In 2002, Schumacher used the Ferrari F2002 to retain his Drivers’ Championship. In winning the Drivers’ Championship he equalled the record set by Juan Manuel Fangio of five World Championships. Ferrari won 15 out of 17 races, and Schumacher won the title with six races remaining in the season, which was the earliest point in the season for a driver to be crowned World Champion.
Schumacher broke his own record, shared with Nigel Mansell, of nine race wins in a season, by winning 11 times and finishing every race on the podium. He finished with 144 points, a record-breaking 67 points ahead of the runner-up, his teammate Rubens Barrichello. This pair finished nine of the 17 races in the first two places.
2003 again saw their biggest competition come in the form of The biggest competition McLaren Mercedes and Williams BMW teams. At the final round, the Japanese Grand Prix, Schumacher needed only one point whilst Kimi Räikkönen needed to win. By finishing the race in eighth place, Schumacher took one point and assured his sixth World Drivers’ title, ending the season two points ahead of Räikkönen.
In 2004, Schumacher won a record 12 of the first 13 races of the season, only failing to finish in Monaco. He clinched a record seventh drivers’ title at the Belgian Grand Prix.
Finishing the season with a record 148 points, 34 points ahead of the runner-up, teammate Rubens Barrichello, and setting a new record of 13 race wins out of a possible 18, surpassing his previous best of 11 wins from the 2002 season.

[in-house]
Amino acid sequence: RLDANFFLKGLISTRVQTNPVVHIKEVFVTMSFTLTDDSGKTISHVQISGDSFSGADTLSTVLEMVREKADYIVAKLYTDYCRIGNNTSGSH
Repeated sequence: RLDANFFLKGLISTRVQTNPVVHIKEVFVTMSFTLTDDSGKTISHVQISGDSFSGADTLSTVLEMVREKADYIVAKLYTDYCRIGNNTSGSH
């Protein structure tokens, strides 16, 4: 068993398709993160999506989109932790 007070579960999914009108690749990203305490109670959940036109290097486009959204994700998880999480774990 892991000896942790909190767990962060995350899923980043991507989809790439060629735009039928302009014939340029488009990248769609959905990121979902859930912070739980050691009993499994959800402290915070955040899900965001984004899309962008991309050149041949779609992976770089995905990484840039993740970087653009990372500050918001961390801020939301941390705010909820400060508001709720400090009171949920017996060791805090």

With Schumacher on the podium after winning the 2006 Italian Grand Prix, Ferrari issued a press release stating that he would retire from racing at the end of the 2006 season.
With Schumacher confirming his retirement, the press release stated that Schumacher would continue working for Ferrari. It was revealed on Ferrari wanted Schumacher to act as an assistant to the newly appointed CEO Jean Todt.
A role that would involve selecting the team’s future drivers. After Schumacher’s announcement, leading Formula One figures such as Niki Lauda and David Coulthard hailed Schumacher as the greatest all-around racing driver in the history of Formula One.
During December 2009 it was announced that Schumacher would be returning to Formula One in the 2010 season alongside fellow German driver Nico Rosberg in the new Mercedes GP team.
Schumacher finished the season ninth with 72 points. The first time since his debut season that he finished without a win, pole position, podium or fastest lap.
Schumacher finished the 2011 season in eighth place in the Drivers’ Championship, with 76 points with his highest finishes being in P4.
2012 was the final season for Michael Schumacher and at least we got to see Schumacher on the podium one final time. At the European Grand Prix, Schumacher finished third in the race, his only podium finish since his return to F1 with Mercedes.
At the age of 43 years and 173 days, he became the oldest driver to achieve a podium since the 1970 British Grand Prix. Further records were set by Schumacher in Germany, where he set the fastest lap in a Grand Prix for the 77th time in his career, and in Belgium where he became the second driver in history to race in 300 Grands Prix.
His 21-year F1 career concluded with the 2012 Brazilian Grand Prix, in which Schumacher finished seventh. He placed 13th in the 2012 Drivers’ Championship with 49 points.
Career in Numbers
7 (1994, 1995, 2000, 2001, 2002, 2003, 2004)
In Formula 1 records will always be broken, drivers will come and go but Michael Schumacher was not just a generational talent but a man that will go down in history as the Greatest.
This article is dedicated to the loving memory of Kay Rees, the most fanatical Michael Schumacher fan and greatest of all time.
Main Image Credits- Embed from Getty Images